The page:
De Guindos was born in Madrid, Spain, on January 16, 1960. He is a Bachelor of Economics and Business at the Colegio Universitario de Estudios Financieros.
De Guindos was once the Managing Partner of Advisors AB, secretary of the magazine "Business Information Spanish", and vocal advisor to the Secretary of State for Economy of Spain and Head of Technical Office of the General Secretariat of Commerce.
In late 1996, de Guindos was appointed General Director for Economic and Competitiveness. He has served on the board of Renfe between 1997 and 2000 and the Official Credit Institute from 2000 to 2002. In May 2000 was appointed Secretary in General for Economy, and State Industrial Holdings Company. He was Secretary of State for Economic Affairs under Minister for Economic Affairs Rodrigo Rato in the last government led by José María Aznar and was succeeded by David Vegara. In this capacity, he was in charge of overseeing Spain's entry into the eurozone.
In 2006, de Guindos was appointed advisor for Lehman Brothers in Europe and director of its subsidiary bank in Spain and Portugal, where he remained until the collapse and declaration of bankruptcy of the latter in 2008. Subsequently, de Guindos became responsible for the finance division of Pricewaterhouse Coopers. Finally, and in a largely ceremonial role, he was appointed as a professor of finance at the PwC and IE Financial Sector Center of IE Business School (Madrid), between 2010-2012, before joining as a minister. He was also a board member of Endesa SA, a Spanish power company.
From 2011, de Guindos worked for the board of Mare Nostrum Bank, which was formed in 2010 from a merger of savings banks, until he resigned to become part of the government led by Mariano Rajoy in December of that year.
De Guindos has served as economy minister in Rajoy's centre-right government since it took office in 2012 and is credited with steering Spain to economic recovery following the euro zone's 2009-2014 crisis. He played a crucial role in negotiating the European Union's €100 billion bailout of Spain's stricken savings banks, and in spearheading the country's overhaul of the banking sector, labour market and other parts of the economy. His implementation of a program of both structural reforms and austerity measures has earned praise from Spain's European partners and the Organisation for Economic Co-operation and Development (OECD), which estimated that no country other than Greece had implemented more structural reforms than Spain.
In 2012, de Guindos and Rajoy initially blocked the appointment of Yves Mersch to succeed José Manuel González Paramo as member of the Executive Board of the European Central Bank, instead putting forward ECB General Counsel Antonio Sáinz de Vicuña y Barroso for the role. At the time, analysts said that if Spain had nominated de Guindo's predecessor Elena Salgado for the board, she would have been a shoo-in instead of Mersch who was ultimately elected.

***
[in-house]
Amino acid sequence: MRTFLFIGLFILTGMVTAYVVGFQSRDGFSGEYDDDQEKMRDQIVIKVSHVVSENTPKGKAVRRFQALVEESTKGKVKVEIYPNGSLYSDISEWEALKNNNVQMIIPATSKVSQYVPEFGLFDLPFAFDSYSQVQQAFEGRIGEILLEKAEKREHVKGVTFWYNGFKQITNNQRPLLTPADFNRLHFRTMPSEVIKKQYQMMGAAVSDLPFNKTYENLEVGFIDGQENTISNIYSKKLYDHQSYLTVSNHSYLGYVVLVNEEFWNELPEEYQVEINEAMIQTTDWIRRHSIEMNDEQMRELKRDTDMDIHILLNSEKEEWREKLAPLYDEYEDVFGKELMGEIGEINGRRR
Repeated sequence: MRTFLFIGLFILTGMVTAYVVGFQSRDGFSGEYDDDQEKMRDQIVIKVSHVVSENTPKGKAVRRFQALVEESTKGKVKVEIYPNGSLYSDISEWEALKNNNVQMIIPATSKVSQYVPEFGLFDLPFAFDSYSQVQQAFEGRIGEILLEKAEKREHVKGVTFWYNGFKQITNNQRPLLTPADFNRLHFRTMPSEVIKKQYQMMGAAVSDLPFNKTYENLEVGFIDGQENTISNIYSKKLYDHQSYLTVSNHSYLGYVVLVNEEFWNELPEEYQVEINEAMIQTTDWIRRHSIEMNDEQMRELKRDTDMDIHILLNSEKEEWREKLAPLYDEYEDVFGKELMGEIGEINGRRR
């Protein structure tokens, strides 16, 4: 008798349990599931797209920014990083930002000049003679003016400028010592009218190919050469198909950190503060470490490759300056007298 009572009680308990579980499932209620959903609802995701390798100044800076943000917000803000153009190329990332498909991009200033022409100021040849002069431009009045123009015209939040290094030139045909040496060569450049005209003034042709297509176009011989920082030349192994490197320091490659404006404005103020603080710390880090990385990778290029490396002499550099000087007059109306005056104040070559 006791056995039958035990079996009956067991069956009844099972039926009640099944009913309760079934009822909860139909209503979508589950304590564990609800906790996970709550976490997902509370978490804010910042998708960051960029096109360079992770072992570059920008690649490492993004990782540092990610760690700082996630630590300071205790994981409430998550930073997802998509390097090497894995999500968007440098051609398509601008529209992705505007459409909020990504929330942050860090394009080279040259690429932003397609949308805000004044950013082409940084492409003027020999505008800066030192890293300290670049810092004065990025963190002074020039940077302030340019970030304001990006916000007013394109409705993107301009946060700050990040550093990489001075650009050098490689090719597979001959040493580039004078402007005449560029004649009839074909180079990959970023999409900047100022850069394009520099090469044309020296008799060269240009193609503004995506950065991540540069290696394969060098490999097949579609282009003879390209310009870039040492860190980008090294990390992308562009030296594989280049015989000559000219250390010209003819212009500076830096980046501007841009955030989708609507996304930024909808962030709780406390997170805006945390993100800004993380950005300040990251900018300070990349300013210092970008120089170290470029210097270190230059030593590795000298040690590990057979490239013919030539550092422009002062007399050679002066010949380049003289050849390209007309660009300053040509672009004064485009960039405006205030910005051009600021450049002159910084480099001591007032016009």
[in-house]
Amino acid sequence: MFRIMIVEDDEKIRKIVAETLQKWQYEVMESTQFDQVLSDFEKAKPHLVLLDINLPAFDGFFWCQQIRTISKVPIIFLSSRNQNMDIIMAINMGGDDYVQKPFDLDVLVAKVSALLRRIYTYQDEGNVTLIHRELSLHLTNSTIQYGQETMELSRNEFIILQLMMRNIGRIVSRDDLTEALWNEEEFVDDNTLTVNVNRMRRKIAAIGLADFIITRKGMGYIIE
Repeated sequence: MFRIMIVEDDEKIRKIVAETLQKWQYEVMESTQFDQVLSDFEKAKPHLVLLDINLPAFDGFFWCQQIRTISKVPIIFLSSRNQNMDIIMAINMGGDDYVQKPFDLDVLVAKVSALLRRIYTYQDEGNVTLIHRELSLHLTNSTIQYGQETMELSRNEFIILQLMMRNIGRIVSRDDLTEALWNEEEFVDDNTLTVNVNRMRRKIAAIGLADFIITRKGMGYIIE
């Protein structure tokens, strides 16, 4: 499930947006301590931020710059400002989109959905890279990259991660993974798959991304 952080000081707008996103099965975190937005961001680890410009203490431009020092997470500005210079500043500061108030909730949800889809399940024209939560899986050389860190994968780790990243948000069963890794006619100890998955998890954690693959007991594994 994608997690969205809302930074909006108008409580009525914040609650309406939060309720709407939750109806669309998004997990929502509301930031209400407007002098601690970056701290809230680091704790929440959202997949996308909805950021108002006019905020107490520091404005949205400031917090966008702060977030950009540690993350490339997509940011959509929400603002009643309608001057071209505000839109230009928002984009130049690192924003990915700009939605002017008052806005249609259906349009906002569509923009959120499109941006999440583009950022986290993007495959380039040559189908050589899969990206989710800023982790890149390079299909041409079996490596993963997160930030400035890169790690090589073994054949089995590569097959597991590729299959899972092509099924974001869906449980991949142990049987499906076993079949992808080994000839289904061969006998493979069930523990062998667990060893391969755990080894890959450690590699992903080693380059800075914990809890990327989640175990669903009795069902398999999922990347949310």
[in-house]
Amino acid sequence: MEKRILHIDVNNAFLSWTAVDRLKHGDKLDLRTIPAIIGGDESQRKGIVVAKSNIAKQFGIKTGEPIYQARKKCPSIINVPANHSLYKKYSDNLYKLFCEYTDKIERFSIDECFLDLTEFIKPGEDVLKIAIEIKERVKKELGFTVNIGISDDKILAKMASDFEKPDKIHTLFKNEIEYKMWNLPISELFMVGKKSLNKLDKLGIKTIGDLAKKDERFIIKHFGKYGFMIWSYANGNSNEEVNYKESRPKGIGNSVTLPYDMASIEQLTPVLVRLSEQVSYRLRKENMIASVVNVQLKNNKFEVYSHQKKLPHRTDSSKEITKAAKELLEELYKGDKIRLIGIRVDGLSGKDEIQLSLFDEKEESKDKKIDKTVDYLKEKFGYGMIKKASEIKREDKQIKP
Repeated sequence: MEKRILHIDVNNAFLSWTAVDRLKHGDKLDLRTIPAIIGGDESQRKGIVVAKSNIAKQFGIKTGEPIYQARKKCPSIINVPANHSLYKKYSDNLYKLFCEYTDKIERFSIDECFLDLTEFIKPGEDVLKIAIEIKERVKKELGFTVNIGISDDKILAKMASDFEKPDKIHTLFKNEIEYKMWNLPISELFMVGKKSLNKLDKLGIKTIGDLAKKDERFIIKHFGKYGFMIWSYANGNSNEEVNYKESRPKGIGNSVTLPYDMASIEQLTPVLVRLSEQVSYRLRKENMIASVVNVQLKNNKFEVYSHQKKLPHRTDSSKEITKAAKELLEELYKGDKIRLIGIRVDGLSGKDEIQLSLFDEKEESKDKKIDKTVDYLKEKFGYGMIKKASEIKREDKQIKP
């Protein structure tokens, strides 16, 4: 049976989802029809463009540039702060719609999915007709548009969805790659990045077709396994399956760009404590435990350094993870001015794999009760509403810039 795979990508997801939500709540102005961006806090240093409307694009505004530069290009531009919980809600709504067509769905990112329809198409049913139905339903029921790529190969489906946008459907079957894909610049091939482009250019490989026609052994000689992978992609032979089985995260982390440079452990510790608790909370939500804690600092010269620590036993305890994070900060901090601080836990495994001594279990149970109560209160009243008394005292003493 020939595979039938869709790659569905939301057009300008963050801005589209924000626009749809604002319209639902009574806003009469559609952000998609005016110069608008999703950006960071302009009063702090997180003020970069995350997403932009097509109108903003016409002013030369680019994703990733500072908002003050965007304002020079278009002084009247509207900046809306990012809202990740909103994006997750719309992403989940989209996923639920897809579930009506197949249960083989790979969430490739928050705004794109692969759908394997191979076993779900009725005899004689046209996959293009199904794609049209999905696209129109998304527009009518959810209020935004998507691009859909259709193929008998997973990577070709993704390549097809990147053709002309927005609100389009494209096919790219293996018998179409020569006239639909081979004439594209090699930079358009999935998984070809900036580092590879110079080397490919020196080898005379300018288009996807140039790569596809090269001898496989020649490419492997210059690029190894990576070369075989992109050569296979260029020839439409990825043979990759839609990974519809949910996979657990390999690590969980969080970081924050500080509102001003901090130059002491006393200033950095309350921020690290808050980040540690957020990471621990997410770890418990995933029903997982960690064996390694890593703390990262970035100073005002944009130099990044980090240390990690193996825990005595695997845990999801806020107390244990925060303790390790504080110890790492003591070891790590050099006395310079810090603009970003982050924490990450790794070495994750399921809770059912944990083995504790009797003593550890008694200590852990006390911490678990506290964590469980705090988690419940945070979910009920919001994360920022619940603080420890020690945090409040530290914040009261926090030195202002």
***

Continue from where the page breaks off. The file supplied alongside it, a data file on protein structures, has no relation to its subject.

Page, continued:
In January 2014, de Guindos was elected co-chair (alongside Anders Borg, later Valdis Dombrovskis) of the EPP Economic and Financial Affairs Ministers Meeting, which gathers the center-right European People's Party (EPP) ministers ahead of meetings of the Economic and Financial Affairs Council (ECOFIN. In August 2014, German Chancellor Angela Merkel, who also belongs to the EPP political bloc, gave him her backing in his bid to succeed Jeroen Dijsselbloem as leading the Eurogroup from mid-2015; Securing the Eurogroup post for de Guindos was a key political goal for Rajoy, who hoped that his appointment will cement perceptions both at home and abroad that Spain has emerged from crisis and can be taken seriously once again at international level. Meanwhile, on 5 June 2015, Dijsselbloem announced he would seek a second term, prompting de Guindos saying he would mount a challenge. At a Eurogroup meeting in July 2015, Dijsselbloem picked up 10 votes, with the remaining countries subsequently deciding to vote unanimously for his second term.
In late 2015, de Guindos announced that Spain would have a budget deficit of less than 3 percent of GDP by 2016. However, after the country missed its 2015 public deficit target of 4.2 percent during months of fruitless coalition talks following inconclusive national elections, Rajoy and de Guindos signaled they were open to asking the European Commission for flexibility on the target. When the Commission eventually began formal disciplinary procedures against Spain and Portugal in 2016 for their excessive deficits in 2014 and 2015, de Guindos publicly promised that Spain would escape any sanctions from the European Union.
When Spain's acting Industry Minister José Manuel Soria resigned in April 2016 following allegations of links to offshore dealings which emerged after he was named in the Panama Papers, de Guindos took on Soria's brief alongside his current responsibilities. De Guindos continued to be in charge of the newly expanded portfolio in the second Rajoy Government from November 2016 on.
During his second term in office, de Guindos rejected a potential bailout of troubled Banco Popular with public money.
Amid allegations of cronyism around the appointment of José Manuel Soria as Spain’s new executive director at the World Bank, de Guindos first defended the decision to appoint Soria as “not political” but nonetheless asked for him to renounce the post just days later, ostensibly because the appointment had taken on a “political and media dimension.”
De Guindos, who is married with two children, is a practicing Roman Catholic. In September 2014, he attended the beatification of one of the leaders of the conservative Opus Dei movement. Yet in the press he has said he supports the right of gay people to marry and did not support the government's 2014 proposal to outlaw abortion.ELCANO – Royal Institute for International and Strategic Studies, Member of the Board of Trustees